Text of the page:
Improvement of an Automatic Speech Recognition Toolkit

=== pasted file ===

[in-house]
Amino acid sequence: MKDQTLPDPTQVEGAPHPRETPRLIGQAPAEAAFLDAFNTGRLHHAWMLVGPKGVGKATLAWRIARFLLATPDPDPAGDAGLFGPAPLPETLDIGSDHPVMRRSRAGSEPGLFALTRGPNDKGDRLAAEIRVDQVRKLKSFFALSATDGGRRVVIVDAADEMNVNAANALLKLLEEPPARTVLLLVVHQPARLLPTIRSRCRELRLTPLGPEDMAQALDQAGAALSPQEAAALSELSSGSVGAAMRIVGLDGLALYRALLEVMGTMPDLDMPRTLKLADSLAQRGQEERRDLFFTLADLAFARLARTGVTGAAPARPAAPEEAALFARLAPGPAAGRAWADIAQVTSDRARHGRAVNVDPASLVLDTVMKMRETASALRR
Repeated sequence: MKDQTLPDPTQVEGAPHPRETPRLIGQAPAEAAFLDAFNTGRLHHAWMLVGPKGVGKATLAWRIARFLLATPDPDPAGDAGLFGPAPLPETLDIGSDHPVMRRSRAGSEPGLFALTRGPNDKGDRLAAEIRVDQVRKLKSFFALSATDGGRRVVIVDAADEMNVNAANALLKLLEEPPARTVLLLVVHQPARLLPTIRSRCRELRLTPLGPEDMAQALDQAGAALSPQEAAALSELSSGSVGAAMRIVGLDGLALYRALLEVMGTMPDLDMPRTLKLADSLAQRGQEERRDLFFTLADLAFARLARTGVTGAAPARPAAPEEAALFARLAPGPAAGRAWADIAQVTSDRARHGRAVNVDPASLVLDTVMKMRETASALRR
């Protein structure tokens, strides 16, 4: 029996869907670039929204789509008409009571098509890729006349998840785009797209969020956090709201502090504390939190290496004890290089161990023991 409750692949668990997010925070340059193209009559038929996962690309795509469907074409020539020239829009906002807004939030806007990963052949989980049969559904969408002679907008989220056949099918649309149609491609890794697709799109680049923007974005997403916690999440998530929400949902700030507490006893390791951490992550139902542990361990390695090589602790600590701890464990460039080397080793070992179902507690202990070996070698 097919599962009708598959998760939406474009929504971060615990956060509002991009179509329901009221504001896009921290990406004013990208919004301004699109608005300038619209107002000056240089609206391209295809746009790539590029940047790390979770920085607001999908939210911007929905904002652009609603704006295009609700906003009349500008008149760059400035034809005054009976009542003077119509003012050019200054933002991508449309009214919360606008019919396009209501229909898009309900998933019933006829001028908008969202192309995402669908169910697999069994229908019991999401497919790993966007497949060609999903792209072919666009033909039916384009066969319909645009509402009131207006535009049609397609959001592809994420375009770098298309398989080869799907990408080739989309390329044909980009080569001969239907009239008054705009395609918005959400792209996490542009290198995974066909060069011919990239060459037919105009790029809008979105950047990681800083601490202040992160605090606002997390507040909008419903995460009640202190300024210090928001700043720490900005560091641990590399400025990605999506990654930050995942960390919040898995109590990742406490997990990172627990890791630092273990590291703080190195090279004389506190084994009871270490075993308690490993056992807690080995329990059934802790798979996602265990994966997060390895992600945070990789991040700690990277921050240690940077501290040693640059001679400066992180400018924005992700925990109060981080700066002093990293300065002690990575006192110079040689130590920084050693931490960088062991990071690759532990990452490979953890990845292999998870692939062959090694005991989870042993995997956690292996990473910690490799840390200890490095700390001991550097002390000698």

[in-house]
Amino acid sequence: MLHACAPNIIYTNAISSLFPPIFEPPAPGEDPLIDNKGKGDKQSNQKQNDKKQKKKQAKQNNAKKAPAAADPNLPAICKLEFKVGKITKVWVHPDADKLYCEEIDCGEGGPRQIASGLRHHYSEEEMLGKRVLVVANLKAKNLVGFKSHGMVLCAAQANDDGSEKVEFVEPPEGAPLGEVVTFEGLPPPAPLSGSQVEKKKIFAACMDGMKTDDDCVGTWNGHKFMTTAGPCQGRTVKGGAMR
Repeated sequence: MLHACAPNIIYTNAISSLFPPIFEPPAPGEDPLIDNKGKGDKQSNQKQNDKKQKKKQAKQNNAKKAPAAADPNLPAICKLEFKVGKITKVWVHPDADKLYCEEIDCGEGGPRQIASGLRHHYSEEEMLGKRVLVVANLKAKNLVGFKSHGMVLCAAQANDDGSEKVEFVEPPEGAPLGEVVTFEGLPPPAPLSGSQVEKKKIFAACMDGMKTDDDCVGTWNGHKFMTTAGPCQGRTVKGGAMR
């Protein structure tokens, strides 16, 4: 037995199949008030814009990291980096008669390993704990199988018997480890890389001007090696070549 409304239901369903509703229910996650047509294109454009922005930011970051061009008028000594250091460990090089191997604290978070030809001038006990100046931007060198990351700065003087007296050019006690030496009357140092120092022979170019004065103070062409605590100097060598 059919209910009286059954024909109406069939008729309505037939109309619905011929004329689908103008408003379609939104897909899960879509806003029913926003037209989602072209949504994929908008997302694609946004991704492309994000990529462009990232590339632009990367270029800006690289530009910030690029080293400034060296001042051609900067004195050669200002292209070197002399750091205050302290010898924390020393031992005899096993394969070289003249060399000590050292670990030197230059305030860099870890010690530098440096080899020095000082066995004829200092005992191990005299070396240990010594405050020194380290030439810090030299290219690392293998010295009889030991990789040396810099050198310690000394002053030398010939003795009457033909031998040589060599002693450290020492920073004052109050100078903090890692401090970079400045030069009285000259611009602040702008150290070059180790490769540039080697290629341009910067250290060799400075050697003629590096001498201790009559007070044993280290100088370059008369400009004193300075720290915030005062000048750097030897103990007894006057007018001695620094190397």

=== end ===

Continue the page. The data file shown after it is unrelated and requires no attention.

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1 Improvement of an Automatic Speech Recognition Toolkit Christopher Edmonds, Shi Hu, David Mandle December 14, 2012 Abstract The Kaldi toolkit provides a library of modules designed to expedite the creation of automatic speech recognition systems for research purposes. For purposes of acoustic modelling, the toolkit provides a framework for training Neural networks by stochastic gradient descent. Recent research, however, indicates that other standard nonlinear optimization techniques offer speed improvements and simplification of the training process. In this paper we build and test modules compatible with the toolkit to implement alternative training methods. 1 The Automatic Speech Recognition Pipeline The entire automatic speech recognition pipeline serves to convert a segment of spoken word audio (known as an utterance) to a corresponding accurate transcript. For our purposes we can break the automatic speech-to-text transcription process into several key functional blocks: Feature extraction, acoustic modelling, and decoding. Figure 1: ASR Pipeline 1.1 Feature extraction During feature extraction, windows of raw PCM audio samples are transformed into features that better represent the speech content of the signal within that window. This is most often accomplished by use of Mel-frequency cepstral coefficients (MFCCs). These coefficients are derived from the spectrum of the frequency domain, representing the change in frequency content of the speech signal. The frequency domain is mapped nonlinearly so as to approximate human sensitivity to differences in pitch. Consequently, each window of n audio samples comprises a frame that can be described by a feature vector of its n coefficients. Given an utterance m frames in duration, calculation of MFCC features will result in a matrix of features of dimension m n. Other methods, such as PCA whitening, may then be used to transform and reduce this feature space. 1.2 Acoustic modelling An acoustic model serves to map the extracted features to a sequence of likely spoken sounds, known as phonemes. In particular, this is accomplished by using a sliding window over the frames of feature data, and then employing a statistical model to predict the probability that the central frame of the window is a result of any given phoneme being spoken. As such, the acoustic model ultimately associates each frame of audio with a distribution over the phonemes. 1